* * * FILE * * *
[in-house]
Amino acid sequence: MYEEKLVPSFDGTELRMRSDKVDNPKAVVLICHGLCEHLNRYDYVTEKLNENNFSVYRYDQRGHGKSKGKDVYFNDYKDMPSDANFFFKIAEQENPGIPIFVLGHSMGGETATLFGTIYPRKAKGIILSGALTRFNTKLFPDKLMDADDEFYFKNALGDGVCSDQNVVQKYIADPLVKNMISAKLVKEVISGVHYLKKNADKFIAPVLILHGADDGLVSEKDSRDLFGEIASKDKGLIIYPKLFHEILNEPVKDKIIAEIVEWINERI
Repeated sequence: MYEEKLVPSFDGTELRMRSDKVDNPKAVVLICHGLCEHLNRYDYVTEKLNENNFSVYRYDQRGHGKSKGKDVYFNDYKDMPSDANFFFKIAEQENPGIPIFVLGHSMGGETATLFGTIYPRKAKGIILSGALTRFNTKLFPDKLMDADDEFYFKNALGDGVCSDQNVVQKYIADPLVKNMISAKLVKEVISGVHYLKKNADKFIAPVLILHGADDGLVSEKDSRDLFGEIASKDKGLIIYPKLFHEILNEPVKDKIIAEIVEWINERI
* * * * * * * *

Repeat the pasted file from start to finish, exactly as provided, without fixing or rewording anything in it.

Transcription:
[in-house]
Amino acid sequence: MYEEKLVPSFDGTELRMRSDKVDNPKAVVLICHGLCEHLNRYDYVTEKLNENNFSVYRYDQRGHGKSKGKDVYFNDYKDMPSDANFFFKIAEQENPGIPIFVLGHSMGGETATLFGTIYPRKAKGIILSGALTRFNTKLFPDKLMDADDEFYFKNALGDGVCSDQNVVQKYIADPLVKNMISAKLVKEVISGVHYLKKNADKFIAPVLILHGADDGLVSEKDSRDLFGEIASKDKGLIIYPKLFHEILNEPVKDKIIAEIVEWINERI
Repeated sequence: MYEEKLVPSFDGTELRMRSDKVDNPKAVVLICHGLCEHLNRYDYVTEKLNENNFSVYRYDQRGHGKSKGKDVYFNDYKDMPSDANFFFKIAEQENPGIPIFVLGHSMGGETATLFGTIYPRKAKGIILSGALTRFNTKLFPDKLMDADDEFYFKNALGDGVCSDQNVVQKYIADPLVKNMISAKLVKEVISGVHYLKKNADKFIAPVLILHGADDGLVSEKDSRDLFGEIASKDKGLIIYPKLFHEILNEPVKDKIIAEIVEWINERI